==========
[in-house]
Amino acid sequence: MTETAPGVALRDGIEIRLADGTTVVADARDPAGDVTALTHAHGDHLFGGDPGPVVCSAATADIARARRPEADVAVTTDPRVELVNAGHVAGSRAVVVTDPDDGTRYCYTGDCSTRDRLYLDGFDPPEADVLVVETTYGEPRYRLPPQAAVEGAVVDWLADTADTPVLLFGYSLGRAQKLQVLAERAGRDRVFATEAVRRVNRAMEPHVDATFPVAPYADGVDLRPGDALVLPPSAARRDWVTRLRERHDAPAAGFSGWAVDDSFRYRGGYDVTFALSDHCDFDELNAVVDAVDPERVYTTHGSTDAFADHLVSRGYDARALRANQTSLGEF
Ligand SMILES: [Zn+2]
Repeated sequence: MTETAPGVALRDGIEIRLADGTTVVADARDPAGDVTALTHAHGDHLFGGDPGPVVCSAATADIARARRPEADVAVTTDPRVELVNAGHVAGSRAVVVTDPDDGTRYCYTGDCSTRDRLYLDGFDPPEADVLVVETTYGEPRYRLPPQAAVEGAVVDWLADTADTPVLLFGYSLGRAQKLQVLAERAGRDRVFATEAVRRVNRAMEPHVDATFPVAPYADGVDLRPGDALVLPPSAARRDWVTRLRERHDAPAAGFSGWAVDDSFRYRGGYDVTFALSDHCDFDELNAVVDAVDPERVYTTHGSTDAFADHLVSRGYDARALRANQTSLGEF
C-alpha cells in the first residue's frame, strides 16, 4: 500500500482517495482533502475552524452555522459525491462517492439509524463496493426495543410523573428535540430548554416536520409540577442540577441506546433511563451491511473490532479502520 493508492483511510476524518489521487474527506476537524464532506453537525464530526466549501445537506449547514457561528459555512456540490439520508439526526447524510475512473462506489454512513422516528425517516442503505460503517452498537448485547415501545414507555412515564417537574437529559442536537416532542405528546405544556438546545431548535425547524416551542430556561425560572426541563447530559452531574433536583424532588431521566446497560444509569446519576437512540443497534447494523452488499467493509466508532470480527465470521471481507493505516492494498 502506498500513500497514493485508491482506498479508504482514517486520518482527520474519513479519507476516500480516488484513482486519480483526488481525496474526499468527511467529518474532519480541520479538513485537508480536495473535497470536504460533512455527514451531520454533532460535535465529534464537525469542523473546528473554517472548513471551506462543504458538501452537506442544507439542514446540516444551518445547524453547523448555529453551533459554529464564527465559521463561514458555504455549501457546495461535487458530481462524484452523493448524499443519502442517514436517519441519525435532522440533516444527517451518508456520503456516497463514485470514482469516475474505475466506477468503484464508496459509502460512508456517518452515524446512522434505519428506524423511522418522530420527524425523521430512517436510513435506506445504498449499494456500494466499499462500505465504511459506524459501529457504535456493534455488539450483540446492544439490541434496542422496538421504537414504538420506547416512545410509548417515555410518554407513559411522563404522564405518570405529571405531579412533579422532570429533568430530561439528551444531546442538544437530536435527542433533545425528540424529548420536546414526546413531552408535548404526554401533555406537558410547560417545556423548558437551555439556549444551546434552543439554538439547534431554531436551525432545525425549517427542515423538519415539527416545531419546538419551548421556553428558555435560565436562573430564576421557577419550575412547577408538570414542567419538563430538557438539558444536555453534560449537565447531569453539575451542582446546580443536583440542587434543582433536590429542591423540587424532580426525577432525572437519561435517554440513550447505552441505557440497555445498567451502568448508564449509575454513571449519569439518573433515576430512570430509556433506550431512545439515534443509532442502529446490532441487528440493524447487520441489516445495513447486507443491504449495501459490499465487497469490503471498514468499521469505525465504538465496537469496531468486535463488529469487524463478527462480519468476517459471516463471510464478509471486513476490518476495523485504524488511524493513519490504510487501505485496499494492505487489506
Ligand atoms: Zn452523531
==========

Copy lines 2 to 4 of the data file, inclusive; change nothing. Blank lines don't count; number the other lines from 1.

Amino acid sequence: MTETAPGVALRDGIEIRLADGTTVVADARDPAGDVTALTHAHGDHLFGGDPGPVVCSAATADIARARRPEADVAVTTDPRVELVNAGHVAGSRAVVVTDPDDGTRYCYTGDCSTRDRLYLDGFDPPEADVLVVETTYGEPRYRLPPQAAVEGAVVDWLADTADTPVLLFGYSLGRAQKLQVLAERAGRDRVFATEAVRRVNRAMEPHVDATFPVAPYADGVDLRPGDALVLPPSAARRDWVTRLRERHDAPAAGFSGWAVDDSFRYRGGYDVTFALSDHCDFDELNAVVDAVDPERVYTTHGSTDAFADHLVSRGYDARALRANQTSLGEF
Ligand SMILES: [Zn+2]
Repeated sequence: MTETAPGVALRDGIEIRLADGTTVVADARDPAGDVTALTHAHGDHLFGGDPGPVVCSAATADIARARRPEADVAVTTDPRVELVNAGHVAGSRAVVVTDPDDGTRYCYTGDCSTRDRLYLDGFDPPEADVLVVETTYGEPRYRLPPQAAVEGAVVDWLADTADTPVLLFGYSLGRAQKLQVLAERAGRDRVFATEAVRRVNRAMEPHVDATFPVAPYADGVDLRPGDALVLPPSAARRDWVTRLRERHDAPAAGFSGWAVDDSFRYRGGYDVTFALSDHCDFDELNAVVDAVDPERVYTTHGSTDAFADHLVSRGYDARALRANQTSLGEF